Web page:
A police raid in a Paris suburb ended after seven hours Wednesday with two people dead, seven arrested and the fate of the suspected mastermind of last Friday's attack in the French capital unclear.
A government spokeswoman announced around midday the raid at an apartment in Saint-Denis was over.
Authorities said they were seeking Abdelhamid Abaaoud, a Belgian national of Moroccan descent, but did not immediately confirm if he was in fact at the site.
The Paris prosecutor's office issued a statement saying the dead included a female suicide bomber who blew herself up. Three police officers were injured and a police dog was killed during the operation.
Authorities are also looking for other suspects tied to the November 13 attacks that killed 129 people and injured more than 300 others.
Crowd at standoff as riot policeman watches in Saint-Denis, Paris, Nov. 18, 2015. (D. Schearf/VOA)
Three officials, who spoke late Tuesday on the condition of anonymity because they were not authorized to provide details about the ongoing investigation, said an analysis of Friday's attacks indicated one person directly involved was unaccounted for.
The officials said that fugitive has not been identified. French and Belgian authorities have issued a warrant for another person, Belgian-born Salah Abdeslam, whose brother was among the attackers who died.
Seven attackers died that night, three around the national stadium, three inside the Bataclan concert venue, and one at a restaurant nearby during attacks.
A team of gunmen also opened fire at a series of nightspots in one of Paris' trendiest neighborhoods, officials said.
Paris police also said Tuesday 16 people have been arrested and detained in the region since Sunday in relation to the attacks, and six firearms have been seized since a state of emergency was declared on Saturday.
A third Abdeslam brother, Mohammed, was briefly detained over the weekend by police.
'Turn himself in'
Speaking with a French television station Tuesday, Mohammed Abdeslam said, "We're family, we're thinking of him, we're wondering where he is, whether he's scared, is he eating. ... The best outcome would be for him to turn himself in so that judicial processes can shed light on this story."
Authorities believe that about 20 people were involved in planning and carrying out the attacks.
French special police forces secure the area as shots are exchanged in Saint-Denis, France, near Paris, Nov. 18, 2015.
Also Tuesday, investigators identified the voice of a French jihadi convert, Fabien Clain, 36, of Toulouse, on the Islamic State claim of responsibility for the Paris strike. Clain is suspected of having been behind a failed attack on a church in the Paris suburb of Villejuif early this year.
The Islamic State group has claimed responsibility for the attacks, and U.S. Secretary of State John Kerry said Tuesday the militants "will feel even greater pressure" in the coming weeks as the United States, France and other allies increase their efforts against them.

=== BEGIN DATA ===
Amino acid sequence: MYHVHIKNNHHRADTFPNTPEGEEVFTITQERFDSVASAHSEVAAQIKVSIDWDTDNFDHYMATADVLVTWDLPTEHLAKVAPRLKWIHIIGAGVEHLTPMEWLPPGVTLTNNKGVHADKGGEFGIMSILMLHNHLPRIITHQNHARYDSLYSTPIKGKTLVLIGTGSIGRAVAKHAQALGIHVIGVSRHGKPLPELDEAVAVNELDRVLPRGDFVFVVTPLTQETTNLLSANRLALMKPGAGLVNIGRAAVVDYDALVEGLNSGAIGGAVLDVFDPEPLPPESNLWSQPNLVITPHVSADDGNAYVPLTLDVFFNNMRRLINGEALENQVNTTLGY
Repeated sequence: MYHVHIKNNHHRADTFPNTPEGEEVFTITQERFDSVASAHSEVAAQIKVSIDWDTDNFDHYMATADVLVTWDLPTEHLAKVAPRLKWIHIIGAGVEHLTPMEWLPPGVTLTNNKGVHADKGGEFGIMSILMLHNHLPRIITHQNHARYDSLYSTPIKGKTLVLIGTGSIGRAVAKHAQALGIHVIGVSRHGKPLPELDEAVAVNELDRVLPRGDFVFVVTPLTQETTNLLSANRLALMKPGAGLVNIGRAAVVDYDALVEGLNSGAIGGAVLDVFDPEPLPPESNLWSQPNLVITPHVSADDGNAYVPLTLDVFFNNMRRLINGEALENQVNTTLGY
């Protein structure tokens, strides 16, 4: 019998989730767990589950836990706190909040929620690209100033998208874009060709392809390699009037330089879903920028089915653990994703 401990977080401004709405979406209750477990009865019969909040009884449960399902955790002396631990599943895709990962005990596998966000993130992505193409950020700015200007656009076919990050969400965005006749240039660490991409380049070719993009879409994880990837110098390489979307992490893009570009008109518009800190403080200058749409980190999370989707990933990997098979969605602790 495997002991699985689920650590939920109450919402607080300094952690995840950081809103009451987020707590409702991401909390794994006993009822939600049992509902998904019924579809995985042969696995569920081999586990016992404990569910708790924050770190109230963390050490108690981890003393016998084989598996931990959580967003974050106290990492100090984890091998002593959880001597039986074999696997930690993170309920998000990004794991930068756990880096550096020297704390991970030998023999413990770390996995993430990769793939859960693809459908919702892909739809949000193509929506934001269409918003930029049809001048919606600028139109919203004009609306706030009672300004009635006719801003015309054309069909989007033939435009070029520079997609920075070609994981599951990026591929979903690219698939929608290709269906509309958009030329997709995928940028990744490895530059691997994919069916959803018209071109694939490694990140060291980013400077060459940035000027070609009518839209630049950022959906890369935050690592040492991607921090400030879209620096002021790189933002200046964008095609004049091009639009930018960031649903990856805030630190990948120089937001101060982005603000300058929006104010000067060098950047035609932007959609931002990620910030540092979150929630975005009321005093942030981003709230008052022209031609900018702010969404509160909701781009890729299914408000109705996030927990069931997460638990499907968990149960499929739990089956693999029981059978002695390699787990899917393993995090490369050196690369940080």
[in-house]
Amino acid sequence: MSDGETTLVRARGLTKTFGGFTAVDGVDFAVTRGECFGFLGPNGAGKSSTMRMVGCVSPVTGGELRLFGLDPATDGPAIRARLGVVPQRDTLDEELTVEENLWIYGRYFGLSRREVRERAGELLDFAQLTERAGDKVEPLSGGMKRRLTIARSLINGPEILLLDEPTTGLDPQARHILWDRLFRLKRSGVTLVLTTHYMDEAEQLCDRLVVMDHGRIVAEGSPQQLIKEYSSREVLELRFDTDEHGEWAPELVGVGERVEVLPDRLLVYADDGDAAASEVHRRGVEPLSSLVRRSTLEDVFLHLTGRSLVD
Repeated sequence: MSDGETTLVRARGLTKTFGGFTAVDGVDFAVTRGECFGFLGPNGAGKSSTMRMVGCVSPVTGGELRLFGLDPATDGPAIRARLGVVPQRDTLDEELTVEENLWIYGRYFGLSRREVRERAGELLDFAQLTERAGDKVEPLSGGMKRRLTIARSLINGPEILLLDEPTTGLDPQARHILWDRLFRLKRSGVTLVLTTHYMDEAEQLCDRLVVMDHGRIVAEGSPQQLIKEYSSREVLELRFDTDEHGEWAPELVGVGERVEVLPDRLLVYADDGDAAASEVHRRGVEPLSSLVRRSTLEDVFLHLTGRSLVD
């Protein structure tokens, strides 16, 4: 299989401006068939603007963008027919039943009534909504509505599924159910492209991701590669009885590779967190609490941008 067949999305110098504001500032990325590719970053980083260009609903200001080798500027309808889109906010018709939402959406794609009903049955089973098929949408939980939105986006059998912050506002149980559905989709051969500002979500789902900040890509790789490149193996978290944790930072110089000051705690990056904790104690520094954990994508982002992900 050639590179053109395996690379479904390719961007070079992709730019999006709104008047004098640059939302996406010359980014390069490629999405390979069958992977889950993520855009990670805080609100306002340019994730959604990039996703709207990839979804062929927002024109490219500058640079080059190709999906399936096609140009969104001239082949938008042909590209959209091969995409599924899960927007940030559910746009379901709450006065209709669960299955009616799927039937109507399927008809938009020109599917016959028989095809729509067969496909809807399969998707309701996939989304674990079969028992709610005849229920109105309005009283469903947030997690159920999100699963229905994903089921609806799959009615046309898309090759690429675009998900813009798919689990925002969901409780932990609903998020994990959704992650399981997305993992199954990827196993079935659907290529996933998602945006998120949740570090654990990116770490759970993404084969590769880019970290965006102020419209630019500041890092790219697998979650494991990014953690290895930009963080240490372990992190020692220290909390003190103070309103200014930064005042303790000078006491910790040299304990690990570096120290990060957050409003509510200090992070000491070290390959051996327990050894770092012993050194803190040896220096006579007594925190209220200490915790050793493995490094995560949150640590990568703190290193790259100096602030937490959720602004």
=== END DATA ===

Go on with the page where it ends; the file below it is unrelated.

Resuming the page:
Kerry spoke in Paris after meeting with French President Francois Hollande.
The French leader is due to meet with U.S. President Barack Obama in Washington November 24 to discuss ways to ramp up the campaign targeting Islamic State.
French President Francois Hollande, left, and US Secretary of State John Kerry, pose upon arrival at the Elysee Palace, in Paris, France, Nov. 17, 2015.
They will discuss U.S. efforts to assist in the investigation of the attacks and further cooperation among the U.S.-led, anti-IS coalition, the White House said, adding, "This visit will underscore the friendship and solidarity between the United States and France, our oldest ally."
"We are absolutely committed to increasing our efforts in every degree possible, and thoughtfully, carefully," Kerry said.
"My sense is that everybody understands that with Lebanon's attacks, with what's happened in Egypt, with Ankara, Turkey, with the attacks now in Paris, we have to step up our efforts to hit them at the core where they are planning these things, and also obviously to do more on borders and in terms of the movement of people," he added.
Air France confirmed two of its flights from the U.S. to Paris were diverted and landed safely late Tuesday after being the subjects of anonymous threats.
The airline did not describe the specific threats, which came in after the planes took off, but said it decided to have them land "as a precautionary measure and to conduct all security checks."
One flight from Los Angeles landed in Salt Lake City, Utah, and the Federal Bureau of Investigation said in a statement that authorities found no credible threat. The other flight, which took off from Washington, was diverted to Halifax, Canada.
Chris Hannas contributed to this report from Washington.